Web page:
Much Ado About Zombies

With such an intriguing name, the cynical part of me was almost prepared to be let down. How could this show possibly live up to its title? Happily, Thread Theatre Company has done an admirable job of delivering on their premise, even though there was the potential for a little bit more.

If you’ve ever been involved in a theatrical production, you’ll appreciate a lot of the back-and-forth between the cast

The play revolves around a typical performance of Much Ado About Nothing during a zombie apocalypse. Charlotte Dove and Declan Baxter, two members of the stage team, dangerously ascribe to the philosophy of ‘the show must go on’ as they attempt to keep both the cast and the audience in the dark. As expected, this only succeeds for so long.

Surprisingly, the show was not entirely zombie-centric. In fact, a large amount of the plot was dedicated to post-sexual awkwardness between John and Steph, the actors playing Benedick and Beatrice, as well as other personal relationships within the cast. Daringly, there was even a fair bit of actual Shakespeare and as crass as I feel for saying so, there could have perhaps been a little less Shakespeare and a few more zombies. Wait! Allow me to explain, angry literary mob!

Initially the subtlety in the build of the apocalypse was nice, with the occasional noise or steadily worsening actor. But, perhaps wary of playing all their cards at once, the company hold the zombies back. This is sensible; once the trick is used, it’s gone. That said, the build-up feels a bit samey and repetitive during the middle section of the play. The lights go out several times, largely as an excuse for the actors to chat about their personal lives. After a strong beginning with a scurrying technical team and a collapsed actor, I was expecting a little bit more, but a lot of the development is kept offstage in all too quiet a manner. There are plenty of moments where more could appear to ‘go wrong’ or to be in some way affected by the apocalypse outside. At one moment, we’re basically treated to ten minutes of uninterrupted Shakespeare, which was good in its own right, but damn it, we’re paying for zombies!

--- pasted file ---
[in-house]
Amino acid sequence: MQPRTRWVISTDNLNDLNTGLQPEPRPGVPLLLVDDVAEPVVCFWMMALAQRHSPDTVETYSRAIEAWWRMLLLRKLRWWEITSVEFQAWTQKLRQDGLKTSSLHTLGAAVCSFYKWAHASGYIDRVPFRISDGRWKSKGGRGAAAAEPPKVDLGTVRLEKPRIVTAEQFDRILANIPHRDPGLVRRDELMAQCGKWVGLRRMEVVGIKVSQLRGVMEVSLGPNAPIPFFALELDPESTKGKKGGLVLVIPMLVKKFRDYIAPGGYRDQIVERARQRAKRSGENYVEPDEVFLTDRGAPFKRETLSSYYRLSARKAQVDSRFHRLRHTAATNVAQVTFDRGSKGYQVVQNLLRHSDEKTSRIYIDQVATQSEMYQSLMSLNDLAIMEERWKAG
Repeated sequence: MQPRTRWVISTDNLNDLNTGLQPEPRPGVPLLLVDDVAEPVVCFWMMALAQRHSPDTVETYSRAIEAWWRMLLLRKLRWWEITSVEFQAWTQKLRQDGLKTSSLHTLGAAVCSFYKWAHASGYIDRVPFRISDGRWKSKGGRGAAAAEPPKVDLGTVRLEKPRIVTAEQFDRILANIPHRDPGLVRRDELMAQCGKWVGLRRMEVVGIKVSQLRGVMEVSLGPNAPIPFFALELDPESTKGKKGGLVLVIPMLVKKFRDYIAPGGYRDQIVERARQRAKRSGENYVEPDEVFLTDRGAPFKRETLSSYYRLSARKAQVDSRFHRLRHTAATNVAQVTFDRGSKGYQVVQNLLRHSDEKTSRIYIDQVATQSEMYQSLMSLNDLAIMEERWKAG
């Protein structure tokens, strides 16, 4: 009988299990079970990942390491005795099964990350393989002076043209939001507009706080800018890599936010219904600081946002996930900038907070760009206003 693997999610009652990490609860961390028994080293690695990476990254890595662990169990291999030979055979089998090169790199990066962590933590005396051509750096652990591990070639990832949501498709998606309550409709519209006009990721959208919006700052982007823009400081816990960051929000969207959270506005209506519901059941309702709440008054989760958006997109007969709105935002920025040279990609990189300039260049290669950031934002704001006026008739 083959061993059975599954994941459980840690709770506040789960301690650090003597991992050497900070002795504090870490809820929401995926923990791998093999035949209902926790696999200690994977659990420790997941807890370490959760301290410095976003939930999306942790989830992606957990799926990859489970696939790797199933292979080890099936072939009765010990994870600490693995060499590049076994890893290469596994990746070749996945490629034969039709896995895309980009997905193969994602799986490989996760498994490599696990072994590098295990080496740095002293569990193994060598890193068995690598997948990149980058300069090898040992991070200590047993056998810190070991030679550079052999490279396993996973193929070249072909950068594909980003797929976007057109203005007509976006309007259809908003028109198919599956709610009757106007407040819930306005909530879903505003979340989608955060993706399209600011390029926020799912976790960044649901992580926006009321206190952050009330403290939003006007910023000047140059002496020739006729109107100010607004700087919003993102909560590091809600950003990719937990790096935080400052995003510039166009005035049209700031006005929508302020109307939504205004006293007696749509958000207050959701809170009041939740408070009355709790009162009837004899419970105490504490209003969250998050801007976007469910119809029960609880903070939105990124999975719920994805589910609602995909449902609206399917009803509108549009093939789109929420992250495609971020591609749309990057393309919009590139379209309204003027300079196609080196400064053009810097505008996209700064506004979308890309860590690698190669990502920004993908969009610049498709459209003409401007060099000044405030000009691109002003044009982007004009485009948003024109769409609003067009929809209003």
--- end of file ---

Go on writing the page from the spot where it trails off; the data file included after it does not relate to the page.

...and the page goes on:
This section is perhaps best characterised by the introduction of Julia. The actress playing Margaret has apparently left before the apocalypse began. Desperate for a replacement, the stage crew are only able to find this random South African from the one-woman-show about masturbation in the theatre next door. Her overacted interpretation was sort of funny but also sort of felt like the play was stalling on its delivery. Subtlety is all well and good, but it needs to provide something at the end.

That said, there are many laughs to be had. If you’ve ever been involved in a theatrical production, you’ll appreciate a lot of the back-and-forth between the cast and the amusingly inebriated Irish director, portrayed wonderfully by Shenine Rajakarunanayake. When the show finally gets back into the swing of things, we’re treated to a hilarious attempt to stage Claudio’s wedding despite Claudio’s apparent predilection for a recently severed foot instead. Why the stage team are so desperate for the show to continue despite everything is never really explained, but it doesn’t really have to be. Denied a curtain call for amusing reasons, this audience happily applauded anyway.

Despite the slight wane in the middle, Much Ado About Zombies is worth a punt and promises to provide an enjoyable late afternoon of entertainment.

Reviews by James Beagon

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The Blurb

Witness the trials and tribulations of staging a beloved Shakespearean comedy in the midst of a zombie apocalypse. Will Benedick and Beatrice finally get it on, or will they be eaten first?